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Big, Bold & Broad – Affirmative Action is Back!

Labor & Employment Law Alert Pamela M. Ploor

Affirmative action is not just for traditional federal contractors anymore. Below are the top five significant and recent developments in this changing area:

1.  "What Do You Mean We're Federal Contractors?" Companies that directly or indirectly sell services or goods or construct public works above a certain dollar threshold for the government are federal contractors. The agency that enforces federal laws regarding contractors - the Office of Federal Contract Compliance Programs ("OFCCP") - is expanding its reach.
Say what? You heard correctly. Although banks are covered if they issue and pay savings bonds or accept deposits of federal funds, OFCCP says accepting deposit insurance through the FDIC (or the credit union counterpart, NCUA) is a contract that subjects these financial institutions to its reach. The Wall Street Reform legislation creates "Offices of Inclusion" within various federal agencies, like the SEC, FDIC, and the Federal Reserve. These agencies will have a referral relationship with OFCCP, which entrenches the agency even more within the financial services industry.

Hospitals are also in OFCCP's sights. For example, according to OFCCP, hospitals are covered contractors if they contract with federal HMOs or are within a network of private health care providers under federal military health plans, like Tricare, or simply accept payments from the military health plan.

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Companies that concluded they were safe from OFCCP's grasp need to shake off complacency and re-assess their situations.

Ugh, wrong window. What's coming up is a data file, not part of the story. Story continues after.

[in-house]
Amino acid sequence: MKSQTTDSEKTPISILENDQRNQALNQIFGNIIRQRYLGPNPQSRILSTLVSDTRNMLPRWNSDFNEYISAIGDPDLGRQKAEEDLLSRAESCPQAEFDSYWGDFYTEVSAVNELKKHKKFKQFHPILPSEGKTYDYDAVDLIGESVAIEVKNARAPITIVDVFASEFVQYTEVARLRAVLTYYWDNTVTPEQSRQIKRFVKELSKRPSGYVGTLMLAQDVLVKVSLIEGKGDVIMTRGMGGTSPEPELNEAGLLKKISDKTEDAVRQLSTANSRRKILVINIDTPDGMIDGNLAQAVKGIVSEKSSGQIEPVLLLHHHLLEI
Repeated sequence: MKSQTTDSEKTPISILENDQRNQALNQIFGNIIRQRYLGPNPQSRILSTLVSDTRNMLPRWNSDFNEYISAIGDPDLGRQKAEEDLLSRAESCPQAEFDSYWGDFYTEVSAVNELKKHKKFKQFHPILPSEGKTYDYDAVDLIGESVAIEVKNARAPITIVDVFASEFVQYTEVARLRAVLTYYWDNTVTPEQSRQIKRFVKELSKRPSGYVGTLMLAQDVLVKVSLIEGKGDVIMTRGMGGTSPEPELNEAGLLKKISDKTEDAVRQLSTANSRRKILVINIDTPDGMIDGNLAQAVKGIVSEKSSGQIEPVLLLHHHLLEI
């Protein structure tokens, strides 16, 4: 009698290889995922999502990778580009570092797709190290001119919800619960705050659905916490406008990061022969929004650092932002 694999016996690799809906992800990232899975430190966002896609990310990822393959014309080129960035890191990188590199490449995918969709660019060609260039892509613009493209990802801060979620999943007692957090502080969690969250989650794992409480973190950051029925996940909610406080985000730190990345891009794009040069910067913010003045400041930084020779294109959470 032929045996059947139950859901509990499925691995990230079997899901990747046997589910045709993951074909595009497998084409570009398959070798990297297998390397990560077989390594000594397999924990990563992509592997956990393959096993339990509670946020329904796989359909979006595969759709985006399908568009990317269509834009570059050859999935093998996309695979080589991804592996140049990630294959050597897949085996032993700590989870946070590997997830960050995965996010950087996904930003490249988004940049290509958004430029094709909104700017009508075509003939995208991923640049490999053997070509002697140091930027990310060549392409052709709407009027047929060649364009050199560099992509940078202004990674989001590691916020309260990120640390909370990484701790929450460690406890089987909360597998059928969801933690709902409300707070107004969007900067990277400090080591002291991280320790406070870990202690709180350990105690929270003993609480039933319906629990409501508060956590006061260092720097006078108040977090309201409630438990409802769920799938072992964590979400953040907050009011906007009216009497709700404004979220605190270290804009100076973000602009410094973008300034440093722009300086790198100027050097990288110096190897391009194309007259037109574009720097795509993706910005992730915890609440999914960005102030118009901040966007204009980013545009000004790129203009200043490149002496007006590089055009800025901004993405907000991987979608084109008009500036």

2. Outreach, Outreach, Outreach. Contractors are obligated to engage in outreach efforts to expand the pool of qualified women, minorities, disabled persons, and veterans. OFCCP is looking at the quality and persistence of a contractor's efforts. Factors used in making a "good faith" determination include whether outreach adequately covers veterans and persons with disabilities (a current focus of OFCCP), whether a contractor monitors results and makes changes, and whether relationships are built with relevant outside organizations. Mailing the same 10 form letters year after year to organizations that don't refer candidates and that don't know the contractor will no longer pass muster. Contractors will need to re-assess their outreach and how to do it effectively and efficiently while ensuring meaningful outreach occurs for veterans and disabled persons.

3.  The Compliance Snooze for Construction Contractors is Over. Construction contractors get less attention than non-construction contractors because they don't prepare written affirmative action plans for women and minorities. Instead, they must engage in good faith efforts known as the "16 specifications" to meet goals for women and minorities. These goals and the "16 specifications" have not been amended in over 30 years. OFCCP has announced that in 2011, it will update and strengthen the affirmative action obligations on construction contractors. Construction contractors need to allocate resources to this compliance obligation so they are not caught unprepared when the tide turns and OFCCP issues new regulations.

Advice for Employers

Employers that think they might be covered or are financial or health care institutions that are not certain of their coverage need to more closely consider their contacts and purchase orders with and reimbursement by the federal government and its first-tier contractors. Construction contractors should allocate time and resources to determine their coverage and if so, compliance with OFCCP's requirements. Employers that are known government contractors should take their affirmative action plans off the shelf and re-assess their practices, procedures, and resources assigned to compliance with these obligations. Time is short, and a little work now may save a lot of work later.

If you have any questions about this alert or affirmative action in general, please contact Pam Ploor at (414) 277-5661 /, Ely Leichtling at (414) 277-5681 /, Adrianne Mazura at (312) 715-5213 / or your Quarles & Brady attorney.